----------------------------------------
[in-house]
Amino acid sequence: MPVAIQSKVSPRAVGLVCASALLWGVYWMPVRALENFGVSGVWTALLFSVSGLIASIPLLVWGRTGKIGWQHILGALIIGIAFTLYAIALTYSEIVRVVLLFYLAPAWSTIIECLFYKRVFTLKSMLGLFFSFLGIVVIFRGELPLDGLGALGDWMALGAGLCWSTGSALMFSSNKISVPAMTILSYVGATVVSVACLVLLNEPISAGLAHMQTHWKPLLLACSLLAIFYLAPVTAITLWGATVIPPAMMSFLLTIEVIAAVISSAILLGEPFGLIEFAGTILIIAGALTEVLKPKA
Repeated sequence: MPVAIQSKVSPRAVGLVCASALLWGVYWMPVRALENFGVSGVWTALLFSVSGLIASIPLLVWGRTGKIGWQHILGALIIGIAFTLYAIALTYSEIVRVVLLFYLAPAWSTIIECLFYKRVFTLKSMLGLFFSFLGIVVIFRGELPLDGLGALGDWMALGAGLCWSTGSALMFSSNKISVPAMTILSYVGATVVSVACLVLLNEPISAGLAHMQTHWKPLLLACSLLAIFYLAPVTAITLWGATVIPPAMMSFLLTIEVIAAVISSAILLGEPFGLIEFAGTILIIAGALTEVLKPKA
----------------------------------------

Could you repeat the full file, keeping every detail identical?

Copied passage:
[in-house]
Amino acid sequence: MPVAIQSKVSPRAVGLVCASALLWGVYWMPVRALENFGVSGVWTALLFSVSGLIASIPLLVWGRTGKIGWQHILGALIIGIAFTLYAIALTYSEIVRVVLLFYLAPAWSTIIECLFYKRVFTLKSMLGLFFSFLGIVVIFRGELPLDGLGALGDWMALGAGLCWSTGSALMFSSNKISVPAMTILSYVGATVVSVACLVLLNEPISAGLAHMQTHWKPLLLACSLLAIFYLAPVTAITLWGATVIPPAMMSFLLTIEVIAAVISSAILLGEPFGLIEFAGTILIIAGALTEVLKPKA
Repeated sequence: MPVAIQSKVSPRAVGLVCASALLWGVYWMPVRALENFGVSGVWTALLFSVSGLIASIPLLVWGRTGKIGWQHILGALIIGIAFTLYAIALTYSEIVRVVLLFYLAPAWSTIIECLFYKRVFTLKSMLGLFFSFLGIVVIFRGELPLDGLGALGDWMALGAGLCWSTGSALMFSSNKISVPAMTILSYVGATVVSVACLVLLNEPISAGLAHMQTHWKPLLLACSLLAIFYLAPVTAITLWGATVIPPAMMSFLLTIEVIAAVISSAILLGEPFGLIEFAGTILIIAGALTEVLKPKA